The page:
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Title: Poverty, inequality and social welfare in Brazil, 1981-1995
Author: Litchfield, Julie Anne
Awarding Body: London School of Economics and Political Science
Current Institution: London School of Economics and Political Science (University of London)
Date of Award: 2002
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This thesis investigates the nature and evolution of the Brazilian income distribution during the 1980s and first half of the 1990s. The thesis presents a profile of the Brazilian income distribution, of the level and structure of poverty and inequality, and analyses how these have changed over time, making wider comparisons of social welfare. The empirical results are derived through application of best practice techniques of distributional analysis to micro-data from a large, annual and nationally representative household survey that permits estimation of comparable measures of poverty and inequality over time. Chapter 1 provides the background to the debate on poverty and inequality in Brazil, reviewing recent macroeconomic policy and performance and key empirical studies from the 1960s onwards. Chapter 2 presents and discusses the household data set, methodological issues in measuring incomes, poverty and inequality and presents the main tools of analysis that are applied in subsequent chapters. Chapter 3 analyses levels and changes in incomes, poverty and inequality, and tests the statistical significance of changes over time and robustness of results to assumptions about the degree of household economies of scale and to variations in the poverty line. Chapter 4 examines the structure of inequality focussing on a number of characteristics of the household and household head, including location and family type of the households, and age, gender, race and education of the household head. Changes in the structure of inequality are also analysed. Chapter 5 investigates the structure of poverty, examining the role of key characteristics of the population and how these have changed between 1981 and 1995. Chapter 6 concludes, discussing the policy implications of the results and possible avenues of further research.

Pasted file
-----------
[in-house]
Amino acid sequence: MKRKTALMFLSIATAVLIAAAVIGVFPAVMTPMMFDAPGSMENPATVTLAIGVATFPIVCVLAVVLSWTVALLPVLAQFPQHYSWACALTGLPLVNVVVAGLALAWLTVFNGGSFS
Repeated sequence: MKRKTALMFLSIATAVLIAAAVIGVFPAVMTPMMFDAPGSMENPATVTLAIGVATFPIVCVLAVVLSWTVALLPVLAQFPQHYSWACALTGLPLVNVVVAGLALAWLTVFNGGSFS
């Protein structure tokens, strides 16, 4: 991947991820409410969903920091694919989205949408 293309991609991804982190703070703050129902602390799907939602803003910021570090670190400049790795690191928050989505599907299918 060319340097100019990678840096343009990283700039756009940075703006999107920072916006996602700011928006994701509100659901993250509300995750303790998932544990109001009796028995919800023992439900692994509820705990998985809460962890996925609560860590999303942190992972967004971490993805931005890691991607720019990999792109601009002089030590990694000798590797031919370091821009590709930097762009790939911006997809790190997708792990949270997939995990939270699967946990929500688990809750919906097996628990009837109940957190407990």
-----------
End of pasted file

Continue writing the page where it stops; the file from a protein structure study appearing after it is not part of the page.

Supervisor: Not available Sponsor: Not available
Qualification Name: Thesis (Ph.D.) Qualification Level: Doctoral
EThOS ID:  DOI: Not available
Keywords: Sociology Sociology Human services